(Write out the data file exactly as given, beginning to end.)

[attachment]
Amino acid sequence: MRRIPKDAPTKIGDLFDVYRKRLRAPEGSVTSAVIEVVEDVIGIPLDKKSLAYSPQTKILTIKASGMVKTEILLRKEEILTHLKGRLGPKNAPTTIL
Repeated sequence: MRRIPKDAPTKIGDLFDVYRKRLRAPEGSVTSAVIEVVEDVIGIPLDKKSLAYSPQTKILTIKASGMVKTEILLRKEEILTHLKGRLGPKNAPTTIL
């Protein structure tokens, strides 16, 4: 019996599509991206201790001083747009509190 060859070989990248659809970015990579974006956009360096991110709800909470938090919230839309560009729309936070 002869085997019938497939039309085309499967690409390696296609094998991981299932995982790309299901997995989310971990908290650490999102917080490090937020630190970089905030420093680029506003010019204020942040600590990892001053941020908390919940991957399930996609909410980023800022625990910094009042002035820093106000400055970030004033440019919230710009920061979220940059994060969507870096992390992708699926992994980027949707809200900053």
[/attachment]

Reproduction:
Amino acid sequence: MRRIPKDAPTKIGDLFDVYRKRLRAPEGSVTSAVIEVVEDVIGIPLDKKSLAYSPQTKILTIKASGMVKTEILLRKEEILTHLKGRLGPKNAPTTIL
Repeated sequence: MRRIPKDAPTKIGDLFDVYRKRLRAPEGSVTSAVIEVVEDVIGIPLDKKSLAYSPQTKILTIKASGMVKTEILLRKEEILTHLKGRLGPKNAPTTIL
């Protein structure tokens, strides 16, 4: 019996599509991206201790001083747009509190 060859070989990248659809970015990579974006956009360096991110709800909470938090919230839309560009729309936070 002869085997019938497939039309085309499967690409390696296609094998991981299932995982790309299901997995989310971990908290650490999102917080490090937020630190970089905030420093680029506003010019204020942040600590990892001053941020908390919940991957399930996609909410980023800022625990910094009042002035820093106000400055970030004033440019919230710009920061979220940059994060969507870096992390992708699926992994980027949707809200900053």